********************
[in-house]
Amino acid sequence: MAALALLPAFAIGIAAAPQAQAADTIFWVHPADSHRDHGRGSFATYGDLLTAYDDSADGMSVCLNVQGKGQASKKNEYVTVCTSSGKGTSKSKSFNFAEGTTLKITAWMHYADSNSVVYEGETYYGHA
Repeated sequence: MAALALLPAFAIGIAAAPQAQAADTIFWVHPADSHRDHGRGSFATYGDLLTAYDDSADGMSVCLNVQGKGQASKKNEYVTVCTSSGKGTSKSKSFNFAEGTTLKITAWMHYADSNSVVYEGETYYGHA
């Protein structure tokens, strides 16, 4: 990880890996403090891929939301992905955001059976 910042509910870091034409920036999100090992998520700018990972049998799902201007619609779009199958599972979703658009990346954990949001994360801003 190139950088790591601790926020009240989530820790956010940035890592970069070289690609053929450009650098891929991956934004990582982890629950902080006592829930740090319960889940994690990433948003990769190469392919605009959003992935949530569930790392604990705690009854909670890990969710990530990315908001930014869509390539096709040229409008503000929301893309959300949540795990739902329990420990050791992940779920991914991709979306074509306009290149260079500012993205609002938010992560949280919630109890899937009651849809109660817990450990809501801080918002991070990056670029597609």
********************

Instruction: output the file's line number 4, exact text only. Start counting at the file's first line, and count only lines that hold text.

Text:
């Protein structure tokens, strides 16, 4: 990880890996403090891929939301992905955001059976 910042509910870091034409920036999100090992998520700018990972049998799902201007619609779009199958599972979703658009990346954990949001994360801003 190139950088790591601790926020009240989530820790956010940035890592970069070289690609053929450009650098891929991956934004990582982890629950902080006592829930740090319960889940994690990433948003990769190469392919605009959003992935949530569930790392604990705690009854909670890990969710990530990315908001930014869509390539096709040229409008503000929301893309959300949540795990739902329990420990050791992940779920991914991709979306074509306009290149260079500012993205609002938010992560949280919630109890899937009651849809109660817990450990809501801080918002991070990056670029597609």